Wild South Florida — Purple Swamphen
 
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Purple Swamphen
purple swamphen
Purple swamphen, photographed at Green Cay Nature Center, Boynton Beach, Palm Beach County, in January 2015.
purple swamphen
 

At first glance, it looks like a giant, mutant purple gallinule. Upon further review, as they like to say in the NFL, it's clearly something else, given the red forehead shield, red legs, ground hugging habit — and overly large body. So what is it? The purple swamphen, of course.

If you haven't heard of this bird, AKA Porphyrio porphyrio, you're not alone. In the United States, it's a rare bird, found wild only in Florida — Miami-Dade, Broward, Palm Beach and Hendry counties, mostly. But it is not native to North America, let alone Florida.

As one theory goes, during the 1990s someone in Pembroke Pines kept the birds as pets and let them roam freely. From there, who knows? A second theory has the birds escaping from their Pembroke Pines owners in the aftermath of Hurricane Andrew in 1992. A third also involves Andrew: the Miami Zoo had purple swamphens, part of its "Wings of Asia" exhibit, eight of which managed to escape during the hurricane.

But it's not even clear that all the birds are same type — there are 13 subspecies of swamphens, two of which apparently are roaming around Florida. There are swamphens with blue heads, swamphens with gray heads. The grays, P. porphyrio poliocephalus, are a subspecies native to a region that extends from Turkey and the Caspian Sea to Sumatra in Southeast Asia. The blues are a different subspecies altogether.

 
 
swamp hen
 

Their numbers are still relatively small and it's unclear what impact their presence has had on native species. Swamphens are extremely territorial and aggressive birds. They could become competitors for food and habitat. Their impact could extend even to plant life, fish and other aquatic critters.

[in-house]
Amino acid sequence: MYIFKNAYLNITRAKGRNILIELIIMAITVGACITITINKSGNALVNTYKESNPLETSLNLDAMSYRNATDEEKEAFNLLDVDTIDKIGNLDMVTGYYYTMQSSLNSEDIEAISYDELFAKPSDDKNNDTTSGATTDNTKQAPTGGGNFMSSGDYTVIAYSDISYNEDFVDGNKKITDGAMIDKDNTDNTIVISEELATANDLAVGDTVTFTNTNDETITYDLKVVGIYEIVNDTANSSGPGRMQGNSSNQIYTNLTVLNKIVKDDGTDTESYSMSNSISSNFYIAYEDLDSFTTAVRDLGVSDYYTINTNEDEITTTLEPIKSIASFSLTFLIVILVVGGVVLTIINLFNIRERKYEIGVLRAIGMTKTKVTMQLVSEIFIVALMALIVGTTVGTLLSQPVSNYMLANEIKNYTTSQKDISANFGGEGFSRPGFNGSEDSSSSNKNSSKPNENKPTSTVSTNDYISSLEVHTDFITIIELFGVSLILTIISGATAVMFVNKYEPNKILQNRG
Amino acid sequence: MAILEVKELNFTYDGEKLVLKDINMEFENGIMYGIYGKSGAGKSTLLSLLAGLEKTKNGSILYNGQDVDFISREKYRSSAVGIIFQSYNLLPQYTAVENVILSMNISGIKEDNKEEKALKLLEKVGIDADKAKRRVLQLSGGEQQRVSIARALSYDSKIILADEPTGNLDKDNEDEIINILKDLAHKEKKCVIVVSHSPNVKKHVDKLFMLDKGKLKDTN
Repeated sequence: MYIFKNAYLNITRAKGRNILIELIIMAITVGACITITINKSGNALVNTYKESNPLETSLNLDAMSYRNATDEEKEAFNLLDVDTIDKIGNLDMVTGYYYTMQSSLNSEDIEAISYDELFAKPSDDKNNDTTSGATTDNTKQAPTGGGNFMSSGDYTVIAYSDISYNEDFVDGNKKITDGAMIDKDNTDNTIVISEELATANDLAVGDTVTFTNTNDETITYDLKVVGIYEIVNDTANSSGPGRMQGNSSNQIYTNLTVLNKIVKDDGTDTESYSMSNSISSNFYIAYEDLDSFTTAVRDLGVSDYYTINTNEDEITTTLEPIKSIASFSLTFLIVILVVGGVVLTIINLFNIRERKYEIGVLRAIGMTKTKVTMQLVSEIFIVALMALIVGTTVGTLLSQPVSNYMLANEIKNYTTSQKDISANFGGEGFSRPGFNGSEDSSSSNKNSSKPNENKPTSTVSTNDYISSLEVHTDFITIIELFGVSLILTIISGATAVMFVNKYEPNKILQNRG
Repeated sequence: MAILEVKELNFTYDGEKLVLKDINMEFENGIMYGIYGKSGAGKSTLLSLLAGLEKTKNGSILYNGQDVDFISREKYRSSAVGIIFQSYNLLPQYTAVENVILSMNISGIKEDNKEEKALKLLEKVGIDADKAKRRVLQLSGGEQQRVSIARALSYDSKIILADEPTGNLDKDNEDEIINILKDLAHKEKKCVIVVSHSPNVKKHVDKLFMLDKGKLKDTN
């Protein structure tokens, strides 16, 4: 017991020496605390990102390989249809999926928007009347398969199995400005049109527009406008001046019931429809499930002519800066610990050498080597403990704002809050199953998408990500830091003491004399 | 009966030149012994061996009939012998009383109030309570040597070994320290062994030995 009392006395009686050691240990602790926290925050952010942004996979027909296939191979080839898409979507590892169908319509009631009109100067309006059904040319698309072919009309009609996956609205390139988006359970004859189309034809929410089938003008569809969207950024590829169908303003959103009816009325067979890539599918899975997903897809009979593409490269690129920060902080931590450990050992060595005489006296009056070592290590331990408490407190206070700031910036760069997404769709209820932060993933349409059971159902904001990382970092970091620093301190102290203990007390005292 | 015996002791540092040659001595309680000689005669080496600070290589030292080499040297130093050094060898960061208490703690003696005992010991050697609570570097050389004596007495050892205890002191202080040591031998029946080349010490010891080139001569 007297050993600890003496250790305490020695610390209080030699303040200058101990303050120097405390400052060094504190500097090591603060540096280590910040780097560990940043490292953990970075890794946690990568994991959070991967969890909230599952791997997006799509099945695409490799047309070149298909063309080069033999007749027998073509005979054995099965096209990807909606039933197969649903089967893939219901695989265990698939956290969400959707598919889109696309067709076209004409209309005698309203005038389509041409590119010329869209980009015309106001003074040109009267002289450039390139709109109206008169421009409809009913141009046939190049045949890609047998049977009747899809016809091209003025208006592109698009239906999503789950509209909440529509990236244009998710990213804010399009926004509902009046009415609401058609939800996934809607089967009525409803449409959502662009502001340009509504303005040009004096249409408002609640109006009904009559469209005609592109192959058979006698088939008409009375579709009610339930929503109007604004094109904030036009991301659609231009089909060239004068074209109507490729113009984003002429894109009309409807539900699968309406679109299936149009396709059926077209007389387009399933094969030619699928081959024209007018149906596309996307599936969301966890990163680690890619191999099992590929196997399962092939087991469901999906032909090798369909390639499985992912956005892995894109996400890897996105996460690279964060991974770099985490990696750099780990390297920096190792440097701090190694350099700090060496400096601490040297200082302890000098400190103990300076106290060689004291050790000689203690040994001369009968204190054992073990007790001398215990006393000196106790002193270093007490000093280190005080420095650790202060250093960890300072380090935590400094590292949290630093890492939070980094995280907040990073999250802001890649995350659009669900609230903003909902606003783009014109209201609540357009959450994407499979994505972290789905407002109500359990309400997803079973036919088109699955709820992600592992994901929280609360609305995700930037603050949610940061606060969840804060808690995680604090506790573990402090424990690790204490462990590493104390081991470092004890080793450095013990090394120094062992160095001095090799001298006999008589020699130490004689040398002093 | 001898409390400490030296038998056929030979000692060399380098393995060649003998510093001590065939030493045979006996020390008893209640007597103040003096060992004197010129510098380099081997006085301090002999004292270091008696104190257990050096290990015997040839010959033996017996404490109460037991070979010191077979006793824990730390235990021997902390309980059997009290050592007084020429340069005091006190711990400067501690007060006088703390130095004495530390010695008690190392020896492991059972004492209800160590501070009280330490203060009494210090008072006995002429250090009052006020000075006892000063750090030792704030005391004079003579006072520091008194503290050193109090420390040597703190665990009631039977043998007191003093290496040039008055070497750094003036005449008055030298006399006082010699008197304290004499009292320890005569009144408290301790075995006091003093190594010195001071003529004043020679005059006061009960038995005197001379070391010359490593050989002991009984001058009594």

And there's this: According to the Global Invasive Species Database, in places where swamphens are invasive, they are known to eat the eggs of other birds.

At least as far back as 2003, proposals were floated to eradicate the birds while their numbers were still small. In 2010, Field and Stream magazine reported that Florida officials were considering a swamphen hunting season. By 2010 or so, about 3,000 swamphen had been "removed" from the wild, according to a University of Florida fact sheet. The UF report said although swamphens are mostly confined to South Florida, they are quite mobile and could spread elsewhere. Isolated birds have been spotted as far north as Lake, Osceola and Brevard counties.

 
Photographs by David Sedore
         
swamphen map

 

As noted above they are large birds. A swamphen can be as long as 18 inches, with a wingspan reaching or exceeding three feet. They can weigh as much as a pound-and-a-half. A purple gallinule, by comparison, might reach 15 inches in length, with a wingspan of 22 inches and weigh about a half-pound.

Besides size, the clearest way to separate swamphens from their cousins is their bill and frontal "shield." The purple swamphen has a red bill and shield, whilte the gallinule has a bill that is red with a yellow tip and a light blue shield. Moorhens have the same red shield as the swamphen, but its bill is red with a yellow tip.

Swamphens nest in shallow water amid dense vegetation, sometimes on platforms, sometimes floating. Both sexes build the nest, weaving dead vegetation together. They might build several nests, selecting the most concealed as the place to lay the eggs. Females can lay two clutches a season, each with two to seven eggs, which take three to four weeks to hatch. The parents split incubation duty.

The American Birding Association added the swamphen to its checklist for bird watchers in February 2013. Swamphens are members of Rallidae, which includes gallinules and moorhens

The map at the left shows locations where purple swamphens have been spotted. The red outlines natural areas and preserves, while the blue dots are agricultural areas. Map produced by the University of Florida.

 
 
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